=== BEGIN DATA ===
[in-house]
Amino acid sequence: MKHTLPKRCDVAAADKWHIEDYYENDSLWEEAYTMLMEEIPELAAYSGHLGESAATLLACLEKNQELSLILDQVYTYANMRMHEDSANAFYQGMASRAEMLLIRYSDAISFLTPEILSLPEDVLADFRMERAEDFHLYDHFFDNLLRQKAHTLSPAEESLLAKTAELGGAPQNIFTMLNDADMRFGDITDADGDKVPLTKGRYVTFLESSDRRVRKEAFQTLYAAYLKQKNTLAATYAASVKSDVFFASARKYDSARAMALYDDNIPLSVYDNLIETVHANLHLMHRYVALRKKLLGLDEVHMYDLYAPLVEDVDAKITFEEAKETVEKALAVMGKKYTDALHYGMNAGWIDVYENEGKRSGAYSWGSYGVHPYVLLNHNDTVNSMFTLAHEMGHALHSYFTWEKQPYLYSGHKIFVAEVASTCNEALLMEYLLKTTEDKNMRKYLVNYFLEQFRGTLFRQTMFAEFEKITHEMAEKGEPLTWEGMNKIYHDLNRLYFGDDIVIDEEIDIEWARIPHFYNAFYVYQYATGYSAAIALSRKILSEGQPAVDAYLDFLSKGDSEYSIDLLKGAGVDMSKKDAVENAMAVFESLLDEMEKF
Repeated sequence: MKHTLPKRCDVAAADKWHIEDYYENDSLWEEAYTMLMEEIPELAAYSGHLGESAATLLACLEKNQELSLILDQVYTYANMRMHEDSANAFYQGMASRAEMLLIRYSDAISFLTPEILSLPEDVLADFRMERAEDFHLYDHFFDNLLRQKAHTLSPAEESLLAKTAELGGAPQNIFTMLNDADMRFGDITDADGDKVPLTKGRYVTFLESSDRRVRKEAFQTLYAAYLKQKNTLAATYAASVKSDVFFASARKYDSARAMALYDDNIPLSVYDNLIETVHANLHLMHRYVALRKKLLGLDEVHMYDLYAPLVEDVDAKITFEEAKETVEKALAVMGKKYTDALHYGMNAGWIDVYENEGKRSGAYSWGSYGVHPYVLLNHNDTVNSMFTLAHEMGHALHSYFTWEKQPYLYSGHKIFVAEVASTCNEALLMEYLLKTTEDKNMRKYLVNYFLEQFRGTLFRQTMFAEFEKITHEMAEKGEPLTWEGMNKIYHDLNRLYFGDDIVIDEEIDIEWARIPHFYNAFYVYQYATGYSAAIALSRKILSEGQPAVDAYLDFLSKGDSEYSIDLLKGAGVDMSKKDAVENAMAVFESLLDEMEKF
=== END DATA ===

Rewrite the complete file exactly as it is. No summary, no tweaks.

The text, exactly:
[in-house]
Amino acid sequence: MKHTLPKRCDVAAADKWHIEDYYENDSLWEEAYTMLMEEIPELAAYSGHLGESAATLLACLEKNQELSLILDQVYTYANMRMHEDSANAFYQGMASRAEMLLIRYSDAISFLTPEILSLPEDVLADFRMERAEDFHLYDHFFDNLLRQKAHTLSPAEESLLAKTAELGGAPQNIFTMLNDADMRFGDITDADGDKVPLTKGRYVTFLESSDRRVRKEAFQTLYAAYLKQKNTLAATYAASVKSDVFFASARKYDSARAMALYDDNIPLSVYDNLIETVHANLHLMHRYVALRKKLLGLDEVHMYDLYAPLVEDVDAKITFEEAKETVEKALAVMGKKYTDALHYGMNAGWIDVYENEGKRSGAYSWGSYGVHPYVLLNHNDTVNSMFTLAHEMGHALHSYFTWEKQPYLYSGHKIFVAEVASTCNEALLMEYLLKTTEDKNMRKYLVNYFLEQFRGTLFRQTMFAEFEKITHEMAEKGEPLTWEGMNKIYHDLNRLYFGDDIVIDEEIDIEWARIPHFYNAFYVYQYATGYSAAIALSRKILSEGQPAVDAYLDFLSKGDSEYSIDLLKGAGVDMSKKDAVENAMAVFESLLDEMEKF
Repeated sequence: MKHTLPKRCDVAAADKWHIEDYYENDSLWEEAYTMLMEEIPELAAYSGHLGESAATLLACLEKNQELSLILDQVYTYANMRMHEDSANAFYQGMASRAEMLLIRYSDAISFLTPEILSLPEDVLADFRMERAEDFHLYDHFFDNLLRQKAHTLSPAEESLLAKTAELGGAPQNIFTMLNDADMRFGDITDADGDKVPLTKGRYVTFLESSDRRVRKEAFQTLYAAYLKQKNTLAATYAASVKSDVFFASARKYDSARAMALYDDNIPLSVYDNLIETVHANLHLMHRYVALRKKLLGLDEVHMYDLYAPLVEDVDAKITFEEAKETVEKALAVMGKKYTDALHYGMNAGWIDVYENEGKRSGAYSWGSYGVHPYVLLNHNDTVNSMFTLAHEMGHALHSYFTWEKQPYLYSGHKIFVAEVASTCNEALLMEYLLKTTEDKNMRKYLVNYFLEQFRGTLFRQTMFAEFEKITHEMAEKGEPLTWEGMNKIYHDLNRLYFGDDIVIDEEIDIEWARIPHFYNAFYVYQYATGYSAAIALSRKILSEGQPAVDAYLDFLSKGDSEYSIDLLKGAGVDMSKKDAVENAMAVFESLLDEMEKF